The prisoner deal was the culmination of months of contacts, secret talks and legal maneuvering that came close to falling apart on at least one occasion.
Speaking to parliament on Sunday, Rouhani, a pragmatic cleric elected in 2013 on promises to end Iran's years of sanctions and isolation, said he looked forward to an economic future less dependent on oil exports.
The exports are nevertheless likely to jump now that the United States, European Union and United Nations have scrapped the sanctions in return for Tehran complying with the deal to curb its nuclear ambitions, which Tehran says were peaceful.
But Rouhani noted bitter opposition to the lifting of economic curbs from Israel, some members of the U.S. Congress and what he called "warmongers" in the region - an apparent reference to some of Iran's Gulf Arab adversaries, not least Saudi Arabia.
Presenting the draft budget for the next Iranian fiscal year, which begins in March, Rouhani told parliament the deal was a "turning point" for the economy of Iran, a major oil producer virtually shut out of international markets for the past five years.
He said later he expected 5 percent economic growth in the next Iranian fiscal year and assured foreign investors of political and economic stability.
"The nuclear negotiations which succeeded by the guidance of the Supreme Leader and support of our nation, were truly a golden page in Iran's history," he said.
Tens of billions of dollars' worth of Iranian assets will now be unfrozen and global companies that have been barred from doing business there will be able to exploit a market hungry for everything from automobiles to airplane parts.
After the prisoners were freed, it was announced that the United States and Iran settled a long-standing claim, releasing to Tehran $400 million in funds frozen since 1981 plus $1.3 billion in interest, the State Department said. The funds were part of a trust fund once used by Iran to purchase military equipment from the United States, which was tied up for decades in litigation at the Iran-U.S. Claims Tribunal in The Hague.
In Tehran, ordinary Iranians were cautious about what the future holds after the lifting of sanctions. Many have lived under sanctions or wartime austerity for so long that they have no clear expectations about what the future might hold.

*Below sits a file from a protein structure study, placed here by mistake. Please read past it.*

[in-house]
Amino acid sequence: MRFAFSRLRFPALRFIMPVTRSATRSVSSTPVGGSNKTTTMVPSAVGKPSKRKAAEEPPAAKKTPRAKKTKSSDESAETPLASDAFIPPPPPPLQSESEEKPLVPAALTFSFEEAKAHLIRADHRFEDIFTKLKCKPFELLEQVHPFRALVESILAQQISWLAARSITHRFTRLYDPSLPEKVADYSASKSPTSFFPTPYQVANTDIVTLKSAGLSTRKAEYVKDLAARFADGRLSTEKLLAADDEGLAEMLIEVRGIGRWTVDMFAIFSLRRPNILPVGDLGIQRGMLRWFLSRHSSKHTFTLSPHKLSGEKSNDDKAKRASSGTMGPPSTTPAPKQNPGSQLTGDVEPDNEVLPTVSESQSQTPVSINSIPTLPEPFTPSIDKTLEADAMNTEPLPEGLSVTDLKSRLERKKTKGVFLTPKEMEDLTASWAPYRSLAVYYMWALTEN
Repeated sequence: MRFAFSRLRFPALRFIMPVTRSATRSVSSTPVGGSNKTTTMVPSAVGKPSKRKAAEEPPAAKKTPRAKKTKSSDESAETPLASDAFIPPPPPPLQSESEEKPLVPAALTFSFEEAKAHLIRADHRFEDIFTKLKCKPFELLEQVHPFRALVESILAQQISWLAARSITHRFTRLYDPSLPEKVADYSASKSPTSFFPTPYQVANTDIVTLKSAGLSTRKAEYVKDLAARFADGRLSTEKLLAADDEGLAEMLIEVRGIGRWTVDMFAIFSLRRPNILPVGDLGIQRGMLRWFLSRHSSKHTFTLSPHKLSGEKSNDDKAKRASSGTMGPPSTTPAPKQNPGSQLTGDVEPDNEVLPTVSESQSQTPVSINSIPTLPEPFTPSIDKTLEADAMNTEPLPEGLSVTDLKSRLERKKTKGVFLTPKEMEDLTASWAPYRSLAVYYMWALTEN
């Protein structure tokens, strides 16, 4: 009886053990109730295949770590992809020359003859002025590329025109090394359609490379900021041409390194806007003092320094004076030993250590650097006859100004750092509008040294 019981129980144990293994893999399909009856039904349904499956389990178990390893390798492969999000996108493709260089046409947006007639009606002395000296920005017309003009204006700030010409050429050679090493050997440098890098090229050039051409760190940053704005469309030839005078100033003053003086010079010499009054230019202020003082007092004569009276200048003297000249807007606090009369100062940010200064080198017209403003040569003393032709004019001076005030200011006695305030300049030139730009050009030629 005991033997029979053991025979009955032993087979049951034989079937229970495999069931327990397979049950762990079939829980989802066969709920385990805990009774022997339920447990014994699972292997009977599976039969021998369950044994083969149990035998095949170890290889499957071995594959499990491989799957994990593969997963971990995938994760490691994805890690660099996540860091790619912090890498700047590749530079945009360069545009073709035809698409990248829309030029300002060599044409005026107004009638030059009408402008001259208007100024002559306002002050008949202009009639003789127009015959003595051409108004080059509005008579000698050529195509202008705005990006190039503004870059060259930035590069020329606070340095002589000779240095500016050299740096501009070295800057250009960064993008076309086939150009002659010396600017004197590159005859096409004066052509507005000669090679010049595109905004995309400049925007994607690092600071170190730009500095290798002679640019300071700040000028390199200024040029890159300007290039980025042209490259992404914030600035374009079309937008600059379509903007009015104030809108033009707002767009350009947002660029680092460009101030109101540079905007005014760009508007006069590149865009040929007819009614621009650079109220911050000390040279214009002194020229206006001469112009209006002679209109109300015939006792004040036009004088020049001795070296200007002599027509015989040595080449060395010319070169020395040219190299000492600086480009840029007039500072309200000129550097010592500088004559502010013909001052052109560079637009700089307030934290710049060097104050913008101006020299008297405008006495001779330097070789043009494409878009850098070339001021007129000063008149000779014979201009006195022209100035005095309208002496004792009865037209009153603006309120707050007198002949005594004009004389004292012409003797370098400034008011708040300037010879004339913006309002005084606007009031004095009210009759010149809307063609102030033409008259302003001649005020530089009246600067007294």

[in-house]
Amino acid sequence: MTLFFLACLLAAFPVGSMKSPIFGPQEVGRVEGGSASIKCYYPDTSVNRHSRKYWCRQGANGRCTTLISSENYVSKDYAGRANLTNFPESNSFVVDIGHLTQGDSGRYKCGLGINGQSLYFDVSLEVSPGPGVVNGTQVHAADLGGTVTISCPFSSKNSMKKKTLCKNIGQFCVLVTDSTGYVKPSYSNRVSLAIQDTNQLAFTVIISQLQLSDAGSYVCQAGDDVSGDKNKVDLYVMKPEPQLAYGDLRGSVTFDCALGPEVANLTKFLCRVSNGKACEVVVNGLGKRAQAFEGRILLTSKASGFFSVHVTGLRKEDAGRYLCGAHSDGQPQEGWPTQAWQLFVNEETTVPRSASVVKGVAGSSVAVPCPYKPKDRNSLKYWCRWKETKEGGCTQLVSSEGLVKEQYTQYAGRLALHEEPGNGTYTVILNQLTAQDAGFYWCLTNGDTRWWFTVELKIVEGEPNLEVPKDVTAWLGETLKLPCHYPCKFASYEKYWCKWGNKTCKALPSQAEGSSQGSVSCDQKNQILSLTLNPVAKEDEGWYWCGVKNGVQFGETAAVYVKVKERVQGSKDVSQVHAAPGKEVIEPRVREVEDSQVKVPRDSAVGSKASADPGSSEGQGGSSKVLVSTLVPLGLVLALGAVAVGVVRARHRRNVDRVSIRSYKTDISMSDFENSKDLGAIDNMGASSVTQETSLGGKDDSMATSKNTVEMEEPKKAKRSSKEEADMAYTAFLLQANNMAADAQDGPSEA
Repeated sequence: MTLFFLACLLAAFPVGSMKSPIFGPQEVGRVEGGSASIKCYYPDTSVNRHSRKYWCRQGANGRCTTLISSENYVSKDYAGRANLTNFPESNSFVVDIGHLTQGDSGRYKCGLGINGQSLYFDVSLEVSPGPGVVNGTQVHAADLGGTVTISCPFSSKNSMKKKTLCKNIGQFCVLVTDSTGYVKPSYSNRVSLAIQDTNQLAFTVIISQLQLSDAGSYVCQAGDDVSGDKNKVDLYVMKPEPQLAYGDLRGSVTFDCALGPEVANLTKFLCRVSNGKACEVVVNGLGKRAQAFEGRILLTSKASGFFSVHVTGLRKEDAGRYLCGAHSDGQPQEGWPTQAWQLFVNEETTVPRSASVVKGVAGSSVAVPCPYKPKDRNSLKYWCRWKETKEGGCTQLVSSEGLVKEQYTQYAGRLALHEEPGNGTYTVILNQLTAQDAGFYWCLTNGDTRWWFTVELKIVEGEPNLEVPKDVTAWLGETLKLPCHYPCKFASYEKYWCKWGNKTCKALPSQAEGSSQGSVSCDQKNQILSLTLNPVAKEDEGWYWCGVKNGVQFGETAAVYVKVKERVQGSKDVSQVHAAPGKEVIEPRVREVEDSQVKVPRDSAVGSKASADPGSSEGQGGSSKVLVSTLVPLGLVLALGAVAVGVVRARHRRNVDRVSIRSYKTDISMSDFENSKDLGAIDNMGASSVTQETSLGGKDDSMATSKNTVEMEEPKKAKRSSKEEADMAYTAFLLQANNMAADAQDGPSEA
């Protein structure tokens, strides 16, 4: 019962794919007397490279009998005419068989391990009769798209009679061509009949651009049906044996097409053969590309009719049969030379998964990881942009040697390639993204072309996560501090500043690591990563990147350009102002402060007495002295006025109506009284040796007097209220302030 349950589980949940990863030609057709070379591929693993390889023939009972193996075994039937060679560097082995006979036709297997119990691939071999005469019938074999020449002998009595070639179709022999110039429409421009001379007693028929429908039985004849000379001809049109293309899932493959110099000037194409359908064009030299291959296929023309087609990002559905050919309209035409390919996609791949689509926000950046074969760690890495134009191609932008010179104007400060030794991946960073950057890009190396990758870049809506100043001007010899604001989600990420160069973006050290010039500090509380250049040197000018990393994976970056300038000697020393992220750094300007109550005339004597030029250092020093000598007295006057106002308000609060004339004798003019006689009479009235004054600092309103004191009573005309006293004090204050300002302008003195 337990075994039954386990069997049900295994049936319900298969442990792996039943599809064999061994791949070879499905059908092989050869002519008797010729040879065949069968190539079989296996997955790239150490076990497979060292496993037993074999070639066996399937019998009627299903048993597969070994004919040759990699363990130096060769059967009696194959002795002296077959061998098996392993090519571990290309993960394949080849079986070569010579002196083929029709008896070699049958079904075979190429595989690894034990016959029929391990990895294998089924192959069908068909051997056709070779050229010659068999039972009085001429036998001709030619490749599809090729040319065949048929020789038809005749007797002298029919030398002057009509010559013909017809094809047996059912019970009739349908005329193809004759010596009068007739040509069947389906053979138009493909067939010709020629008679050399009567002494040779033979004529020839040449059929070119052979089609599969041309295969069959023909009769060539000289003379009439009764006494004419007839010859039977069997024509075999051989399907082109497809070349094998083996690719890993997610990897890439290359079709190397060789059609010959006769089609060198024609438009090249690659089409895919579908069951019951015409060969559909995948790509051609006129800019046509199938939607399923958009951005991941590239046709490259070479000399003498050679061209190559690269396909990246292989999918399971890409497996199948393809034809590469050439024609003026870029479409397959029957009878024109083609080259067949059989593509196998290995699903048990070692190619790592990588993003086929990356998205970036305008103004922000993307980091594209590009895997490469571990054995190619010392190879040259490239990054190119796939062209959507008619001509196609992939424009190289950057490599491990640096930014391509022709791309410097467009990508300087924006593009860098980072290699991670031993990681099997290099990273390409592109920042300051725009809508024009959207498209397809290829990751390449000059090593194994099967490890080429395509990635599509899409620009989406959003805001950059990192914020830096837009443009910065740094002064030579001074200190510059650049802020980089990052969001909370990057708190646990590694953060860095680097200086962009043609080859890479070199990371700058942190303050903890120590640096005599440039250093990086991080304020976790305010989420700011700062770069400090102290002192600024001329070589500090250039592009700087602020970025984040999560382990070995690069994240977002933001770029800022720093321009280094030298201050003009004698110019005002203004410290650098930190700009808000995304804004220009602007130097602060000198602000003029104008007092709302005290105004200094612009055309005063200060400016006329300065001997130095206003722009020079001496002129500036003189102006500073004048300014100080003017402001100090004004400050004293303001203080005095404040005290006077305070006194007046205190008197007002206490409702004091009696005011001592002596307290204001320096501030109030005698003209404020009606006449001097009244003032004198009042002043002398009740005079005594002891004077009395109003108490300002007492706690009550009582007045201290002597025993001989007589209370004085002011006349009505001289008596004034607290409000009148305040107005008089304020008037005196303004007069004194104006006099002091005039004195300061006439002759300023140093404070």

Iran's Gulf Arab adversaries were silent on news of the nuclear deal's implementation, in what was perhaps a sign of unease at the rapprochement.
Israel's opposition was evident in a statement from the office of Prime Minister Benjamin Netanyahu on Saturday night, which said that even after signing the nuclear deal, Iran had not yet "abandoned its aspirations to acquire nuclear weapons."
The International Atomic Energy Agency (IAEA) ruled on Saturday that Iran had fulfilled last year's agreement with six world powers to curtail its nuclear program, triggering the end of sanctions.
Minutes after the IAEA's ruling, the United States formally lifted banking, steel, shipping and other sanctions on Iran. The EU likewise ended all nuclear-related economic and financial sanctions against the country. Most U.N. sanctions also automatically ended.
The end of sanctions means more money and prestige for Shi'ite Muslim Iran as it becomes deeply embroiled in the sectarian conflicts of the Middle East, notably in the Syrian civil war where its allies are facing Sunni Muslim rebels.
Additional reporting by Bozorgmehr Sharafedin and Sam Wilkin in Dubai, Kiyoshi Takenaka in Tokyo, Dan Williams in Jerusalem, Yeganeh Torbati, Joel Schectman, Arshad Mohammed, Kevin Krolicki, David Lawder and Peter Cooney in Washington and Barbara Lewis in Brussels; Writing by Yara Bayoumy and Peter Cooney; Editing by William Maclean, Dominic Evans, Janet McBride, Kevin Liffey and Jonathan Oatis